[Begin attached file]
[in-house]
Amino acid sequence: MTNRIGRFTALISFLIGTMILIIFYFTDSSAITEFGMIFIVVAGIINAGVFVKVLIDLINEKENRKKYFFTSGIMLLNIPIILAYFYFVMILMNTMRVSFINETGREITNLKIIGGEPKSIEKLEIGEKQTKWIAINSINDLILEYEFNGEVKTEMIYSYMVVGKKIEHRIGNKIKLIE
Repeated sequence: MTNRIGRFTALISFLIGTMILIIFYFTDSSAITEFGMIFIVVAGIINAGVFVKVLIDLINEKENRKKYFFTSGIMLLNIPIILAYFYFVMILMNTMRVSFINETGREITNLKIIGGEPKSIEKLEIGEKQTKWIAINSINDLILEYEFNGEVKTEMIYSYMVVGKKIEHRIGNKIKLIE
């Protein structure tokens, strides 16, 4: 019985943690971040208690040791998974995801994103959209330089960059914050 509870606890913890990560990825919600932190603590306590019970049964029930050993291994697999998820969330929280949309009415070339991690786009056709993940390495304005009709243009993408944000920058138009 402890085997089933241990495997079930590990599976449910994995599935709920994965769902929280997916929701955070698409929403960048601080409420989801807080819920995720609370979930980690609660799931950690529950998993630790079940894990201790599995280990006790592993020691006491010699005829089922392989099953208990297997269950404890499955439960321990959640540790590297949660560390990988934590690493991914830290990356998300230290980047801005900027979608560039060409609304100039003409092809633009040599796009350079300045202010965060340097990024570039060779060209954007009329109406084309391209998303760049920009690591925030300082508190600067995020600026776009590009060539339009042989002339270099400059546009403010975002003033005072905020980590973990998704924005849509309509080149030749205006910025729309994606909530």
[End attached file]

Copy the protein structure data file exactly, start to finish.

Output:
[in-house]
Amino acid sequence: MTNRIGRFTALISFLIGTMILIIFYFTDSSAITEFGMIFIVVAGIINAGVFVKVLIDLINEKENRKKYFFTSGIMLLNIPIILAYFYFVMILMNTMRVSFINETGREITNLKIIGGEPKSIEKLEIGEKQTKWIAINSINDLILEYEFNGEVKTEMIYSYMVVGKKIEHRIGNKIKLIE
Repeated sequence: MTNRIGRFTALISFLIGTMILIIFYFTDSSAITEFGMIFIVVAGIINAGVFVKVLIDLINEKENRKKYFFTSGIMLLNIPIILAYFYFVMILMNTMRVSFINETGREITNLKIIGGEPKSIEKLEIGEKQTKWIAINSINDLILEYEFNGEVKTEMIYSYMVVGKKIEHRIGNKIKLIE
């Protein structure tokens, strides 16, 4: 019985943690971040208690040791998974995801994103959209330089960059914050 509870606890913890990560990825919600932190603590306590019970049964029930050993291994697999998820969330929280949309009415070339991690786009056709993940390495304005009709243009993408944000920058138009 402890085997089933241990495997079930590990599976449910994995599935709920994965769902929280997916929701955070698409929403960048601080409420989801807080819920995720609370979930980690609660799931950690529950998993630790079940894990201790599995280990006790592993020691006491010699005829089922392989099953208990297997269950404890499955439960321990959640540790590297949660560390990988934590690493991914830290990356998300230290980047801005900027979608560039060409609304100039003409092809633009040599796009350079300045202010965060340097990024570039060779060209954007009329109406084309391209998303760049920009690591925030300082508190600067995020600026776009590009060539339009042989002339270099400059546009403010975002003033005072905020980590973990998704924005849509309509080149030749205006910025729309994606909530």